Tumori 01/2010; 96(1):71-5. DOI:10.1700/479.5654 · 1.27 Impact Factor
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    ABSTRACT: Primary orbital lymphoma is a rare disease that accounts for 10% of all orbital tumors. Radiotherapy on the orbital cavity is the treatment of choice for this unusual presentation of localized non-Hodgkin's lymphoma (NHL). The aim of this study is to retrospectively evaluate the effectiveness and the toxicity of radiation treatment in patients with primary orbital lymphoma. Forty-seven consecutive patients having primary orbital lymphoma treated in our department between May 1983 and September 2006 were investigated in a retrospective study. Either 60Co gamma rays or 6 MV X rays were used to deliver daily fractions of 1.8 or 2.0 Gy, 5 times/week, with total doses ranging from 34.2 to 50 Gy. Forty-three patients had stage IE, three had stage II and one stage IV disease. Thirty-eight patients had marginal zone B-cell lymphoma, 5 diffuse large B cell lymphoma, 3 mantle cell lymphoma and 1 Burkitt lymphoma. Local control (LC), disease free survival (DFS), overall survival (OS) and late side effects were evaluated in all patients. With a median follow up of 45 months, LC was obtained in 100% of patients. The estimated 5- and 7-year DFS rates were 75.8% and 55.3%, and the 5- and 7-year OS rates were 88.7% and 79.9% respectively. Acute toxicity was minimal. Late toxicity such as cataract, keratitis, retinopathy and xerophthalmia occurred respectively in 12 (25.5%), 5 (10.6%), 1 (2.1%), and 9 (19.1%) patients. Radiotherapy is an effective and at the same time well tolerated treatment for primary orbital lymphoma.
    Radiation Oncology 12/2009; 4(1):60. DOI:10.1186/1748-717X-4-60 · 2.55 Impact Factor
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    ABSTRACT: We report on a two-phase test performed to assess the ability of the ultrasound-based B-mode acquisition and targeting (BAT) trans-abdominal system to identify non-dedicated fiducial markers implanted into the prostate gland for subsequent image-guided radiotherapy. Although further investigation is warranted in order to identify the optimal echogenic marker and to define its potential use for image-guided radiotherapy in prostate cancer patients, we demonstrate the feasibility of the BAT system for the visualization of non-ultrasound-dedicated markers.
    ecancermedicalscience 05/2009; 3:143. DOI:10.3332/ecancer.2009.143 · 1.20 Impact Factor
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    ABSTRACT: No standard treatment exists for locally relapsed prostate cancer after primary external beam radiotherapy with no evidence of distant metastases. Radical prostatectomy, brachytherapy, cryotherapy and high-intensity focused ultrasound are currently used as local salvage treatments. Data on the safety and effectiveness of high dose rate (HDR) brachytherapy in this scenario are limited. We report on a patient who has no evidence of disease and no late urinary or gastrointestinal toxicity 33 months after receiving HDR treatment for recurrent prostate cancer.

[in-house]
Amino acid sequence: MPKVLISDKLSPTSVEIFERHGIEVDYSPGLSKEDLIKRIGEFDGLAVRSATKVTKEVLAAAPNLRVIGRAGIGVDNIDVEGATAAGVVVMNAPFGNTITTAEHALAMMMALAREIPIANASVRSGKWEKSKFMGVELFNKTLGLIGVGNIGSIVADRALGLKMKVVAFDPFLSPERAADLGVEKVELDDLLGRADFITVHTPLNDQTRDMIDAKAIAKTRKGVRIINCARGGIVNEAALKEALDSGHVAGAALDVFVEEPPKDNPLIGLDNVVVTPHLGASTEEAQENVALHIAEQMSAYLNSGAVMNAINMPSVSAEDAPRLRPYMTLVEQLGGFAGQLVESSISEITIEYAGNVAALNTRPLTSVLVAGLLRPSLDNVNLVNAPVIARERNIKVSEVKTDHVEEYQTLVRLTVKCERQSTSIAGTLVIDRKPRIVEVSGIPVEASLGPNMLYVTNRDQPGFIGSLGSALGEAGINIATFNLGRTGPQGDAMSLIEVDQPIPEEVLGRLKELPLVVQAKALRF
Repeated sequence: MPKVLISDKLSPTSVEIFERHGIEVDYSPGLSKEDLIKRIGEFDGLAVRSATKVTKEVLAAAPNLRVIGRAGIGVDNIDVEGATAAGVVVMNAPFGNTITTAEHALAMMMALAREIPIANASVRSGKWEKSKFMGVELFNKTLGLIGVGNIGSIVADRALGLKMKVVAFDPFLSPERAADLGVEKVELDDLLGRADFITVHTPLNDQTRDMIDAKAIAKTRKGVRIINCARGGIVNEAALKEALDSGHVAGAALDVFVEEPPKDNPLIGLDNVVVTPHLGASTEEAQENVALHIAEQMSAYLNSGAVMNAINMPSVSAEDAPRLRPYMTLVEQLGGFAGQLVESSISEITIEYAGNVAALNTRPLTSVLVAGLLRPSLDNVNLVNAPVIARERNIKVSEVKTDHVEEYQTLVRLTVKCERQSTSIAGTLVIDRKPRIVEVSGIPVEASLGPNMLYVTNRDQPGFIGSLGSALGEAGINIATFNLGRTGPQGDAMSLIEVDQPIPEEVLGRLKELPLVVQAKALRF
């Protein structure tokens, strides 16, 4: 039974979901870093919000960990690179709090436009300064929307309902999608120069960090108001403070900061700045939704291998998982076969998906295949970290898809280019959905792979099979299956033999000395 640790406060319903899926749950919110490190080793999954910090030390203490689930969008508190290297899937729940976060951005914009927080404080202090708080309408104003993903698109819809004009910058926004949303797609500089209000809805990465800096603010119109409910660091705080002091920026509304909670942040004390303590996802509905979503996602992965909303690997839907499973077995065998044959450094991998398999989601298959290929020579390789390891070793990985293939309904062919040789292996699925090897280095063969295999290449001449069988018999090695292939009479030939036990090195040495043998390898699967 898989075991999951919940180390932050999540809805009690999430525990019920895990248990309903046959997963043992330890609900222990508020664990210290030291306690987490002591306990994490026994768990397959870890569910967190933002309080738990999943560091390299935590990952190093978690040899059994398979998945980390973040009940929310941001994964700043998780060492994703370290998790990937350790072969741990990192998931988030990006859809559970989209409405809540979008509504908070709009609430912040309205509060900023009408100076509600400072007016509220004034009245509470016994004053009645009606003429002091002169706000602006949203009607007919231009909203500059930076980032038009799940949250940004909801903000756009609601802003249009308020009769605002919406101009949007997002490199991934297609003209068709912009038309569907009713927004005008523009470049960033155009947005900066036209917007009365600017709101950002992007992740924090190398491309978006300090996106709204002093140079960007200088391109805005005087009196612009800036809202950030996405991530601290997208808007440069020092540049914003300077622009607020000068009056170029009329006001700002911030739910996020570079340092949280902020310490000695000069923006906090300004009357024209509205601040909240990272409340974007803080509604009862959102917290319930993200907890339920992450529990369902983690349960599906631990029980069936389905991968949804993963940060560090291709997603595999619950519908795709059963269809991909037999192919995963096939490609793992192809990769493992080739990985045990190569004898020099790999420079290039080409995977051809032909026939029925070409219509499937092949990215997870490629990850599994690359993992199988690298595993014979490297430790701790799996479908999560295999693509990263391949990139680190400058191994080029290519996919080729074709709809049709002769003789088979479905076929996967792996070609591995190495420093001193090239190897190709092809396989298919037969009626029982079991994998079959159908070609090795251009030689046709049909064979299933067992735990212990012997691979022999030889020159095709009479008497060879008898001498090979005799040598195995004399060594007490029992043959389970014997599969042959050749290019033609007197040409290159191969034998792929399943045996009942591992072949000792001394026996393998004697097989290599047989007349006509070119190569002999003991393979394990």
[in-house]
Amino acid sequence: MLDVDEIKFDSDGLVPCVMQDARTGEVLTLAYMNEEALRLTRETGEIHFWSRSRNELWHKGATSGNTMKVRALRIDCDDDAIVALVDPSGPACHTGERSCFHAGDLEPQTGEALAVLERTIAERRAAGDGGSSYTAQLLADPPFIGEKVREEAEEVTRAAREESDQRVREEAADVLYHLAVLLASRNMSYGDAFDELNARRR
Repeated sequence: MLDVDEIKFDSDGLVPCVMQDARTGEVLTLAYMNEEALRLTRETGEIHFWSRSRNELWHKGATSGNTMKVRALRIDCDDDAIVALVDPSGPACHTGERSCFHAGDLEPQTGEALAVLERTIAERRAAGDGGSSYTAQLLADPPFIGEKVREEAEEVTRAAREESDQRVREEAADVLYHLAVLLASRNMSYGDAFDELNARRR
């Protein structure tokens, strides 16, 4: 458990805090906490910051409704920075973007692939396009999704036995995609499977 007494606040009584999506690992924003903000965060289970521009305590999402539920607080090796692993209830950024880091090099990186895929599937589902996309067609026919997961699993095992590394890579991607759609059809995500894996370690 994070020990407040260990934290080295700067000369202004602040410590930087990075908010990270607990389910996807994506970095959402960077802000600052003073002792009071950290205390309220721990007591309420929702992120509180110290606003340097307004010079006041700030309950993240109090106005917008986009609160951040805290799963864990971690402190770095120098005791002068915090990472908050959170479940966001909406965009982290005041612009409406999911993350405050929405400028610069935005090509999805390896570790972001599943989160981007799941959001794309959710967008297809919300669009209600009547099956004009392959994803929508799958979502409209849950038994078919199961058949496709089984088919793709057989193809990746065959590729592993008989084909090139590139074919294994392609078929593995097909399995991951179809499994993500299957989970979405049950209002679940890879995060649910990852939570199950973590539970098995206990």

Tumori 01/2009; 95(4):553-6. · 1.27 Impact Factor
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    ABSTRACT: Merkel cell carcinoma (MCC) is an uncommon aggressive neuroendocrine skin carcinoma. It usually affects sun-exposed skin of white elderly people. MCC is characterized by a high incidence of early locoregional relapse and distant metastases. Because of its rarity and the resulting lack of prospective randomized trials, data regarding the optimal treatment of MCC are limited. Despite aggressive multimodality treatment, the prognosis of patients bearing MCC is often poor. We report three cases of lymph node metastases of MCC with unknown primary sites. Two patients died 17 and 28 months after diagnosis due to brain and pancreatic metastases, respectively, without evidence of cutaneous disease. The third patient is alive and free of tumor at 16 months from the diagnosis. After an accurate diagnosis of lymph node metastases from MCC, the absence of a primary tumor at complete initial evaluation and during adequate follow-up can confirm this particular clinical scenario. The prognosis seems to be analogous to that of cases with similar disease stage (lymph node involvement) but a known primary site.
    Tumori 09/2008; 94(5):758-61. · 1.27 Impact Factor

Publication Stats

39 Citations
10.31 Total Impact Points


  • 2014
    • Azienda ospedaliera di Busto Arsizio
      Ansizio, Lombardy, Italy
  • 2009–2010
    • IEO - Istituto Europeo di Oncologia
      • Division of Radiotherapy
      Milano, Lombardy, Italy
  • 2008–2009
    • University of Naples Federico II
      Napoli, Campania, Italy